Wednesday, 26 June 2013

Screen time and educational computer games

I'm no technophobe, but when it comes to time spent in front of a screen by children I get quite edgy.  This reaction is a mixture of my own observations on behaviour, concentration, eating and activity patterns, and from reading widely on the subject both as a teacher and more recently as a parent.

The official guidance coming out of sources such as the US library of medicine suggests that screen time should be avoided completely for children under two years old, and limited to 1-2 hours a day for older children.  The current average is 3 hours a day watching TV and a further 2-4 hours engaging in other 'screen time' activities, such as computer games and the internet.  That up to a whopping 7 hours a day - as an average!  Longer each day than they spend in school (although the increasing saturation of technology into the classroom is part of this overall screen time figure). This link provides some useful information on the downsides of all that viewing, and some hints for how to ween your kids down to the 1-2 hours recommended:  Bill Gates himself limits his kids to 45 mins screen time on weekdays, 1 hour on weekends, plus whatever they need to complete school assignments.

Ollie barely watched any TV until he was over a year old, as I felt it was not necessary and there were plenty of other things to be doing.  He got a little screen time every couple of months watching Thomas the Tank Engine DVDs with his Gran and Grandad (something he still looks forward to), but that was about it.  He was just over a year old when we first introduced him to the computer - in the picture above he's about 14 months and enjoying an online Thomas medley and games as a rare treat.  Ollie was talking at just over a year old, and showing signs of abilities that were far beyond what the guidebooks suggested were in a normal range of abilities.  When I did introduce TV it was a couple of shows on cbeebies that he liked and I thought were of educational value, such as 'Something Special' which teaches Makaton sign language and is a useful way to get kids used to seeing children who are differently-abled.  These shows I made a point of sitting down and watching with him.  I wonder how much of his current high functioning is related to the time we spent talking and singing and playing instead of vegging in front of the TV.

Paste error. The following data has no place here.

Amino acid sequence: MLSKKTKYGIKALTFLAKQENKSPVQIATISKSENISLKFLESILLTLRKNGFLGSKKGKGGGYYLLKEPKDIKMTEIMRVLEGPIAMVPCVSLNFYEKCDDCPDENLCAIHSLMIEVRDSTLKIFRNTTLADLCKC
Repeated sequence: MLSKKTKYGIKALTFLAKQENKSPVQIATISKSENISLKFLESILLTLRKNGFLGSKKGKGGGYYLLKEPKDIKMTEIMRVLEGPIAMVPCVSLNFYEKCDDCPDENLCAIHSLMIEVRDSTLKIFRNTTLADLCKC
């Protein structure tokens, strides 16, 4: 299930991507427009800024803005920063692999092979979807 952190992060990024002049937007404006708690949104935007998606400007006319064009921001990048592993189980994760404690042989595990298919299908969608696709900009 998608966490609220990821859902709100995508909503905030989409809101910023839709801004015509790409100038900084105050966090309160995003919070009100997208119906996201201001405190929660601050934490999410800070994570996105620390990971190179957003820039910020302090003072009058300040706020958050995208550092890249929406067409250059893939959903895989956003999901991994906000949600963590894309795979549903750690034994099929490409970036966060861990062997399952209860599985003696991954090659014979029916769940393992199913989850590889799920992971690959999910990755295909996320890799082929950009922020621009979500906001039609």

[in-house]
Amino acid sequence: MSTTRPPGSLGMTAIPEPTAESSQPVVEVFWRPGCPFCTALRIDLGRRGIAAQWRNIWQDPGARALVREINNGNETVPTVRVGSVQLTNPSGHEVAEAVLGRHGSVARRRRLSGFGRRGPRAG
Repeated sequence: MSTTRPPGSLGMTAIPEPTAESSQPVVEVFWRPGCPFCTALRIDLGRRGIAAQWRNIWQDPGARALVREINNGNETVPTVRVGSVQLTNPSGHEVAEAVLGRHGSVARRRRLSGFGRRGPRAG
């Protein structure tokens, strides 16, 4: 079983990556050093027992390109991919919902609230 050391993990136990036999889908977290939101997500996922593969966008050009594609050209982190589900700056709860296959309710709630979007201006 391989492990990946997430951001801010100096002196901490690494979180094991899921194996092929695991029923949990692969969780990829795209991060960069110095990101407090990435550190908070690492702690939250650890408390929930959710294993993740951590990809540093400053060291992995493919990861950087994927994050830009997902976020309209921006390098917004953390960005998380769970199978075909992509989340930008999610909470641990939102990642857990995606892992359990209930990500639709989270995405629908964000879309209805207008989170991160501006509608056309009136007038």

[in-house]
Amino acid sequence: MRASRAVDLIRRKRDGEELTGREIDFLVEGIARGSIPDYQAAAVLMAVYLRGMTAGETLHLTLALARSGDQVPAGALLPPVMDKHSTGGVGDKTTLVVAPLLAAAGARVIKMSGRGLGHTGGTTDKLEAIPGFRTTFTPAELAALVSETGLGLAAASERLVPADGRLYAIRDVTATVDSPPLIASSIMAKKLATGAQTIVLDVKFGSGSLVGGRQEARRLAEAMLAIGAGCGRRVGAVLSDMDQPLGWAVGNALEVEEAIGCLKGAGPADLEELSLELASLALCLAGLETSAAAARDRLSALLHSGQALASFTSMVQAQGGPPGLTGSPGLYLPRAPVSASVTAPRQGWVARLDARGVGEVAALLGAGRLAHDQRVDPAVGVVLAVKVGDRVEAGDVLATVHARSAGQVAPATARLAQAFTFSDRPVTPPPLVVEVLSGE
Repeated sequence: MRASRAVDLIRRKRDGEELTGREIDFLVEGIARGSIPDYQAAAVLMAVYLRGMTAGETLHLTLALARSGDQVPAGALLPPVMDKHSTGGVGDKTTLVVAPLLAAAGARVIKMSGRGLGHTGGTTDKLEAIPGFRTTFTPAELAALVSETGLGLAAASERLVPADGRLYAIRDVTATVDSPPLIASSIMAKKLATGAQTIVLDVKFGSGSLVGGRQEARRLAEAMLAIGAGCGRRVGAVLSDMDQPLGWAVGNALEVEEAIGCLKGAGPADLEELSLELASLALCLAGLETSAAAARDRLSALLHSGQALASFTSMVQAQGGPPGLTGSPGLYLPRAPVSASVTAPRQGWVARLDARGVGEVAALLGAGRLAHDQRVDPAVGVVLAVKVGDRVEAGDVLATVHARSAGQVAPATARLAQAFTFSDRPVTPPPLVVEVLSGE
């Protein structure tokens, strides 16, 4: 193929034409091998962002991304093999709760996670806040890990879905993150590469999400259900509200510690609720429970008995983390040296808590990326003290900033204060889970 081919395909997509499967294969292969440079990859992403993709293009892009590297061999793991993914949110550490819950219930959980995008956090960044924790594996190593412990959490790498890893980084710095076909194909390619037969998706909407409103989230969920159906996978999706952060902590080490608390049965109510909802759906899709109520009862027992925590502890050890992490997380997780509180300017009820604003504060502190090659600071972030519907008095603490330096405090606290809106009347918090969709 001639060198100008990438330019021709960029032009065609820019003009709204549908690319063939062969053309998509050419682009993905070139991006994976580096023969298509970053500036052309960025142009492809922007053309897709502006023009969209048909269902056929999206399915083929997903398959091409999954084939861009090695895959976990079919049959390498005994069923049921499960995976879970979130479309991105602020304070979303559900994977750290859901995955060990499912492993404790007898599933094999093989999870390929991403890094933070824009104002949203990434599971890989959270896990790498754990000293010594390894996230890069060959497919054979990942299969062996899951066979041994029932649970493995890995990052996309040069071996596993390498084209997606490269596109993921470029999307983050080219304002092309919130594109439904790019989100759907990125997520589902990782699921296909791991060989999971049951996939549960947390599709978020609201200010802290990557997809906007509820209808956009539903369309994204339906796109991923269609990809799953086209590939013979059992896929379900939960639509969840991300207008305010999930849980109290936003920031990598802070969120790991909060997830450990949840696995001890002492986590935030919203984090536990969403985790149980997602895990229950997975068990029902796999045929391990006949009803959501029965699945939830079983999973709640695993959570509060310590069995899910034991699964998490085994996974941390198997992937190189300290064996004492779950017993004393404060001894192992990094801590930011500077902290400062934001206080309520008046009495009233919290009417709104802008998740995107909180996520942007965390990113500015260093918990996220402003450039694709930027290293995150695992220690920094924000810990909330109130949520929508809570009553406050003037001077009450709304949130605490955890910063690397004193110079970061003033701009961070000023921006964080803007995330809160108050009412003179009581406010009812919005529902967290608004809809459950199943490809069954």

Toby, on the other hand, has had TV from birth, since I found that turning the idiot box on was the only way to get Ollie to stop pestering me for long enough to give Toby his feeds.  With a newborn and a 2-year-old to manage, Ollie's screen time crept up and up, and his behaviour went down and down.  After putting an hour limit in place he returned within days to the sweet tempered, if highly active, little lad we knew and loved. My big guilty not-so-secret-secret now is that I plop the boys in front of cbeebies for half and hour in the morning so I can have a quiet breakfast.  We do still put our foot down and limit their screen time to an hour a day, rarely 2 hours, and also keep the content age-appropriate since cartoons aimed at even slightly older children seemed to result in nastiness.  The kids he used to go to a gymnastics playgym session with getting far too carried away with their roles as Ben 10 and whatnot, resulting in physical violence and general aggression from them in Ollie and his little friend's direction. I'm convinced that children need time when they're really little to be sheltered from aggression and violence, since whatever people say, small kids deep down don't really differentiate between real life and fantasy.  I wouldn't cross a bridge for years without my Dad stomping over it first out of a genuine fear of trolls, a la Billy Goat Gruff.